The numbers could look bleak (or encouraging, depends how you look at it), but the stories are always thought-provoking, warm, and inspirational. At WSO2, our story of inclusion is one we want to share. This March, we launched a video campaign starring the women at WSO2 who develop our open source products. Open source in general has a diversity problem yet interestingly, 33% of employees at WSO2 are women. When we say we’re open to integration, we mean it literally and figuratively. That means we want to create a workplace culture which strives for inclusion – be it hiring new team members from different parts of the world or hiring even more exceptional female candidates and giving them the same opportunities as their male counterparts.

We introduced some of these fantastic individuals in our teaser trailer.

This blog gives you the chance to get to know them better.

Seshika Fernando

We kicked off our campaign by featuring Seshika, who is the head of financial solutions at WSO2. Seshika’s had a versatile career so far – started in software engineering, before deciding to try something different – business analysis in the banking industry. She then returned to the tech industry (citing boredom). For Seshika, everything hinges on ability and capability. Her belief is that the company she works for must align with her personal values.

Sherene Mahanama

Sherene started her career as a technical writer at the age of 19. She didn’t necessarily plan on becoming a technical writer – rather, it was something that she came across due to her interest in writing and technology. At present, she works in identity and access management, and is very interested in GDPR and adaptive authentication (topics she even blogs about). Sherene thinks that we must all fight to maintain the highest standard of quality in our work and doesn’t believe that cultural misconceptions should discourage girls from exploring career paths that they want to pursue.

Some interesting facts about Sherene…

  • Pet peeve: Fake rumors
  • Childhood ambition: To become an FBI agent
  • If she weren’t a technical writer, she’d be a food taster!

Sithumini Senevirathne

Sithumini was very interested in learning more about programming and software development. So she started learning programming by herself, became a Sun Certified Java programmer, and developed a set of software. All this before she even began attending university! Sithumini thinks we must all establish a personal brand and collaborate to succeed. She advises women in particular to view their colleagues as potential collaborators (rather than competition) and work towards achieving a common goal.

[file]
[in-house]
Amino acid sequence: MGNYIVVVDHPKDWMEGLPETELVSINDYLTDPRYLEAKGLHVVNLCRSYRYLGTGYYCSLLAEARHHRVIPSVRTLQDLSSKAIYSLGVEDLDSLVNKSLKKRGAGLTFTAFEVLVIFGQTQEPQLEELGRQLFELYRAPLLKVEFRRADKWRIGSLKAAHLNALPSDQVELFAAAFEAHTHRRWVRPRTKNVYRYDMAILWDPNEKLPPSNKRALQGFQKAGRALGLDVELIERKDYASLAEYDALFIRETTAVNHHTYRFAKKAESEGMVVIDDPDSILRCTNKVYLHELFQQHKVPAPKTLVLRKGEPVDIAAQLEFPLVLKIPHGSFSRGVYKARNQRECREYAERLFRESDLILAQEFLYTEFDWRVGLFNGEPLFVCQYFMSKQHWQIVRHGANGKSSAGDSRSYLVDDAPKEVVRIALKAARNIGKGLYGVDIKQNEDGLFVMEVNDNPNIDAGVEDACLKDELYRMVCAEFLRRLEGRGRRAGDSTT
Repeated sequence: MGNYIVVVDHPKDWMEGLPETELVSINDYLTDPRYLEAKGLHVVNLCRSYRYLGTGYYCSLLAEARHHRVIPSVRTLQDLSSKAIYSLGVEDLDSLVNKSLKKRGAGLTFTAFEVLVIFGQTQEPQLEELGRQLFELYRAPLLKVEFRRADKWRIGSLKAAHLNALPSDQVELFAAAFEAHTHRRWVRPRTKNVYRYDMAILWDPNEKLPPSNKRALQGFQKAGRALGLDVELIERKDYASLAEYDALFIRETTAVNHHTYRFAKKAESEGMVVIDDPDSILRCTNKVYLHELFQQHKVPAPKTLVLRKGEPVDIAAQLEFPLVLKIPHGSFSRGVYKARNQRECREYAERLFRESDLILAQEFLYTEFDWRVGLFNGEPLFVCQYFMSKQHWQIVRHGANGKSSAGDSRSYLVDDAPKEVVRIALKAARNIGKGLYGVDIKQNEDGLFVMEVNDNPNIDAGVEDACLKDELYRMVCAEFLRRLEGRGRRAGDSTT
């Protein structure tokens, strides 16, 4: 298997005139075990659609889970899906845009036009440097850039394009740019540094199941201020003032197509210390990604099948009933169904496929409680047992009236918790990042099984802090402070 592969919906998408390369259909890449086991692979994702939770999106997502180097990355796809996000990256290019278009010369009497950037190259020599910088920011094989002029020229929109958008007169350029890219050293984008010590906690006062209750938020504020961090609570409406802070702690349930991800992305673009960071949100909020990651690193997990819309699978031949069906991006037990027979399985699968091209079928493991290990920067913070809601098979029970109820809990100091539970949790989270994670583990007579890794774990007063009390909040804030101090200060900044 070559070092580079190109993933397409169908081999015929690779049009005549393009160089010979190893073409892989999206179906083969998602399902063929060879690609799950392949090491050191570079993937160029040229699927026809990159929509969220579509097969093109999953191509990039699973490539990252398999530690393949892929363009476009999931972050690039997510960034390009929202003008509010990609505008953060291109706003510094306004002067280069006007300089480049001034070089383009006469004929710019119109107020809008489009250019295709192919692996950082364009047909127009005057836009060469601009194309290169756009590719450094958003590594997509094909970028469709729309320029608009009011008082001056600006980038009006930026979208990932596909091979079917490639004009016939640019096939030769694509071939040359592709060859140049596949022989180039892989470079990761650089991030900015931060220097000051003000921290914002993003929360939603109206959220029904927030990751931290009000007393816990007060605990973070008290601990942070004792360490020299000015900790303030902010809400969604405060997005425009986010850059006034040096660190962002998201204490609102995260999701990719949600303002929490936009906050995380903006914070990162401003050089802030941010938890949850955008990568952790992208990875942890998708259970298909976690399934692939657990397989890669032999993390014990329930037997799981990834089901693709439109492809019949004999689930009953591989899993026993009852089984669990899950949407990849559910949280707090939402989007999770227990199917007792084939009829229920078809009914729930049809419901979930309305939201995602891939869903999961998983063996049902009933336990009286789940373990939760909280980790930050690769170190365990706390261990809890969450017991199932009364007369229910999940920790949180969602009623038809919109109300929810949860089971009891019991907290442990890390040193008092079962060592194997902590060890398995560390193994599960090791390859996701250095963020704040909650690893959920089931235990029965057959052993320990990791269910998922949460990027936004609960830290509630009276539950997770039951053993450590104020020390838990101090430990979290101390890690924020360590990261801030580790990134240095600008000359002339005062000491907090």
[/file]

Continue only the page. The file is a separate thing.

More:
Some interesting facts about Sithumini…

  • Pet peeve: People who spend more time on their phone during dinner or lunch than they do interacting with the people present at the table!
  • Childhood ambition: To become a news presenter
  • If she weren’t a software engineer, she’d be a university lecturer.

Natasha Wijesekare

This is Natasha’s first job. Natasha doesn’t think coding is easy – so she starts her day with a list of to do’s and if she’s managed to complete all of them, she’s satisfied. If she surpasses her daily list, then she’s absolutely ecstatic! Notwithstanding challenges, Natasha loves what she does. One of her favorite projects is Ballerina, a programming language, and she values the learning opportunities provided by this experience.

Some interesting facts about Natasha…

  • Pet peeve: People who talk over you when you’re clearly still in the middle of the sentence!
  • Childhood ambition: To become a scientist
  • If she weren’t a software engineer, she’d be a lecturer.

That’s it for March. Expect to see more stories in April on our Twitter and LinkedIn accounts.

We’re also keen to hear from women who work in open source technology all over the world and feature them in our campaign. Know anyone who has an awesome experience to share with us? Or perhaps you’re interested in being featured yourself (don’t be shy!)? Get in touch with me (vichitra@wso2.com) and Ishara (isharan@wso2.com) to start a conversation on how you can play the starring role in one of our videos or blogs!

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And before we call it a wrap, great projects happen because of great team members. Shout out to Ishara and Vidyas, without whom the Women in Open Source Tech campaign wouldn’t have been possible.

Medical Device Integration for Better Decision Making in the Healthcare Industry: A Case Study From Engineering Ingegneria Informatica S.p.A

Medical devices that communicate with one another…sounds futuristic (or like something from a science fiction movie or novel), but it’s happening today. Engineering Ingegneria Informatica S.p.A, an Italian based software solutions provider, developed a Medical Device Integration (MDI) solution that enables devices to communicate securely, efficiently, and intelligently, enhancing patient care and monitoring capabilities. And to create their solution, they rely on the entire WSO2 Integration Agile platform.